We’ll look in-depth at just the characteristic for powering the machine on and off as the others are mostly the same. First, we have some setup stuff. This code is setting the uuid for our characteristic as well as the description. The description will be set as the Characteristic User Description Descriptor. The State enum is used to enumerate the states the machine can be in. __init__ creates our actual object. It’s also where we set the permissions for the characteristic and its initial value.

class PowerControlCharacteristic(Characteristic):
    uuid = "4116f8d2-9f66-4f58-a53d-fc7440e7c14e"
    description = b"Get/set machine power state {'ON', 'OFF', 'UNKNOWN'}"

    class State(Enum):
        on = "ON"
        off = "OFF"
        unknown = "UNKNOWN"

        def has_value(cls, value):
            return value in cls._value2member_map_

    def __init__(self, bus, index, service):
            self, bus, index, self.uuid, ["encrypt-read", "encrypt-write"], service,

        self.value = bytearray(self.State.unknown.value, "utf-8")
        self.add_descriptor(CharacteristicUserDescriptionDescriptor(bus, 1, self))

Next up, we have our ReadValue method. This is the actual method that is called when something reads your characteristic value. Any exceptions thrown in here will bubble back up to the calling device as an error. So, you’ll want to be explicit with how you handle them. What we’re doing, in this case, is using requests to make an HTTP request to our existing web app to get the state of the machine. We then return that state as a bytearray. This is the actual binary data that is sent back over BLE as the response to the read request.

def ReadValue(self, options):
        res = requests.get(VivaldiBaseUrl + "/vivaldi")
        self.value = bytearray(res.json()["machine"], encoding="utf8")
    except Exception as e:
        self.value = bytearray(self.State.unknown.value, encoding="utf8")

    return self.value

Last up for this characteristic is implementing the WriteValue method. This is what is called when something attempts to write to the characteristic over BLE.

def WriteValue(self, value, options):
    cmd = bytes(value).decode("utf-8")
    if self.State.has_value(cmd):
        # write it to machine
        data = {"cmd": cmd.lower()}
            res = + "/vivaldi/cmds", json=data)
            self.value = value
        except Exceptions as e:
            logger.error(f"Error updating machine state: {e}")
            raise Exception
    else:"invalid state written {cmd}")
        raise NotPermittedException

In this code, we use requests to post some data to our local webserver that sets the actual power state of the espresso machine.

The other characteristics that control the boiler and auto off time are mostly the same with just some different HTTP endpoints called. We can now use the Service class provided by that will take care of creating our actual service and characteristic objects on the system dbus.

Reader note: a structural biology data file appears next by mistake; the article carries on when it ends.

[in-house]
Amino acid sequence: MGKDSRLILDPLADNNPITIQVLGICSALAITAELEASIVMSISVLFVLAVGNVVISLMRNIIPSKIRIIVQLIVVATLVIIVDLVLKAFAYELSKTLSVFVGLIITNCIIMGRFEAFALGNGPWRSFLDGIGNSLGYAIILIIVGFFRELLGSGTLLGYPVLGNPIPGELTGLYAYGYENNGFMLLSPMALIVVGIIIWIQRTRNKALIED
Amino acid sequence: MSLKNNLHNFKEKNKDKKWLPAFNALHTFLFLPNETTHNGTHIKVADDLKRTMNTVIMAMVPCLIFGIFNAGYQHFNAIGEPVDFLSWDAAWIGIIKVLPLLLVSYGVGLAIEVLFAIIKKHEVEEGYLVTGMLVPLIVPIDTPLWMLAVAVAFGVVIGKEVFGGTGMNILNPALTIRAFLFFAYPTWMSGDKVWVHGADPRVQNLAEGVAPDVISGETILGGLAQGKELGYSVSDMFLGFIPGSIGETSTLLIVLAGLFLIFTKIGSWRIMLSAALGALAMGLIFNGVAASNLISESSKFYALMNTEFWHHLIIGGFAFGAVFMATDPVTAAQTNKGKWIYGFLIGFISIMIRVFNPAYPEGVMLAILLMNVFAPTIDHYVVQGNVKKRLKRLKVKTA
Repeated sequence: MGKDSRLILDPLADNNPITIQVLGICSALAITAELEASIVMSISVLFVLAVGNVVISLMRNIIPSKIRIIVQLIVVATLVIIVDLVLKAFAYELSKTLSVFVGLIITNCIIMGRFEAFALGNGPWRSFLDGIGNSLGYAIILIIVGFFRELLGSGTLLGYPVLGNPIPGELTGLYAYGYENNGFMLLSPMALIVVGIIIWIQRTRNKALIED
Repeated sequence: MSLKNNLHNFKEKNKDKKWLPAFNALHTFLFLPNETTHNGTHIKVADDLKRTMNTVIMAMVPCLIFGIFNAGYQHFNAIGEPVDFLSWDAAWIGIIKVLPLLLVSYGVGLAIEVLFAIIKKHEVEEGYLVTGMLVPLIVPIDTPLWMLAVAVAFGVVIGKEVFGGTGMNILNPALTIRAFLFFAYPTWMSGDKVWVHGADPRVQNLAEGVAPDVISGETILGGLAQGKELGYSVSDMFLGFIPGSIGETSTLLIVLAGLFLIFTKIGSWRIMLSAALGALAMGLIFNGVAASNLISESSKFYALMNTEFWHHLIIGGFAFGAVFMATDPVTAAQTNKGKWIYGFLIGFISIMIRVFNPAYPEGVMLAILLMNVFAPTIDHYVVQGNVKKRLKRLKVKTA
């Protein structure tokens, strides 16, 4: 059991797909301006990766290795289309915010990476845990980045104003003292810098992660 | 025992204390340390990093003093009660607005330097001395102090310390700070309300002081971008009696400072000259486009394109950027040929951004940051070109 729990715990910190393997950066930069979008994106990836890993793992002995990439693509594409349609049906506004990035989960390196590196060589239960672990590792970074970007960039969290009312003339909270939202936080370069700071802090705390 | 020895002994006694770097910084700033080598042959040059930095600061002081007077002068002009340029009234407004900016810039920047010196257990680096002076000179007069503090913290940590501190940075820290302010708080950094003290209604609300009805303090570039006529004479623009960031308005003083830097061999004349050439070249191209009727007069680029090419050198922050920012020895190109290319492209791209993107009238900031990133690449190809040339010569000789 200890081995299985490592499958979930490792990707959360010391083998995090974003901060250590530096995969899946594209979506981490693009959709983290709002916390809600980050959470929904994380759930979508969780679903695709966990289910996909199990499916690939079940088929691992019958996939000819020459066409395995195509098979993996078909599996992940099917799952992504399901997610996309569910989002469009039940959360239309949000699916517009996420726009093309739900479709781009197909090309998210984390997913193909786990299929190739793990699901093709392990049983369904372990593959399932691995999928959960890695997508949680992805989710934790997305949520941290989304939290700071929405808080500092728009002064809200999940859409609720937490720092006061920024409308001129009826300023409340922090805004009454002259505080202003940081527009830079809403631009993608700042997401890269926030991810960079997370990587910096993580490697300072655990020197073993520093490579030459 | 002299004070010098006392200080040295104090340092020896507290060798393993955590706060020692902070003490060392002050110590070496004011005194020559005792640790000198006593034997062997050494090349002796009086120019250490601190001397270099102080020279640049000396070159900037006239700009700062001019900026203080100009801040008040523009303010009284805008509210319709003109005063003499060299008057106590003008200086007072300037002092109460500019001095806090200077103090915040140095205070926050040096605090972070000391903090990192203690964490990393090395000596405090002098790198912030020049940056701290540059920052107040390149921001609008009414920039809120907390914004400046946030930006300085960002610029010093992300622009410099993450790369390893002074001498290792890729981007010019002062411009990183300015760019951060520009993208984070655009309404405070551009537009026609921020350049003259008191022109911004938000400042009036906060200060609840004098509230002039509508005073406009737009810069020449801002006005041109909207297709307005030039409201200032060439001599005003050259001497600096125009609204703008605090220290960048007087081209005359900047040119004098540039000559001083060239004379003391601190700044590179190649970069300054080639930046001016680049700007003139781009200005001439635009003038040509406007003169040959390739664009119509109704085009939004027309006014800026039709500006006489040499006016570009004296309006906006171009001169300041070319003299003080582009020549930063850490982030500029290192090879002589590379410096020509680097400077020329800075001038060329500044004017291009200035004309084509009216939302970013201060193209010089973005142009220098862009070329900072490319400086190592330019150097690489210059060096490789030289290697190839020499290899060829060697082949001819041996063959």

class VivaldiService(Service):
    ESPRESSO_SVC_UUID = "12634d89-d598-4874-8e86-7d042ee07ba7"

    def __init__(self, bus, index):
        Service.__init__(self, bus, index, self.ESPRESSO_SVC_UUID, True)
        self.add_characteristic(PowerControlCharacteristic(bus, 0, self))
        self.add_characteristic(BoilerControlCharacteristic(bus, 1, self))
        self.add_characteristic(AutoOffCharacteristic(bus, 2, self))

We can now create the application, and add our new service to it.

app = Application(bus)
app.add_service(VivaldiS1Service(bus, 2))
service_manager = dbus.Interface(adapter_obj, GATT_MANAGER_IFACE)

At this point, BlueZ now knows about our advertising data, and our services and characteristics. 

You can also create custom agents if you want more control over the pairing/bonding process. Creating agents works the same way as most other things we’ve done. You create the custom agent object, and then register it with BlueZ.

Additional Resources

Debugging things when they’re not working or you’re trying to learn how they work can be pretty hard without visibility into the underlying factors of the system. I mentioned gdbus and dbus-monitor above for inspecting and monitoring the dbus. Here are some other tools/resources you may find relevant.

  • If you’re more comfortable with a GUI, d-feet is another great GUI tool for exploring D-Bus.
  • A good resource for just D-Bus things is the d-bus tutorial. It has a lot of great information.
  • For exploring dbus within python, the dbus-python docs are a good starting point.
  • Another tool that’s more BLE specific is btmon. It can show you the lower level HCI activity related to the bluetooth module.

All of the source code for the python application can be found here.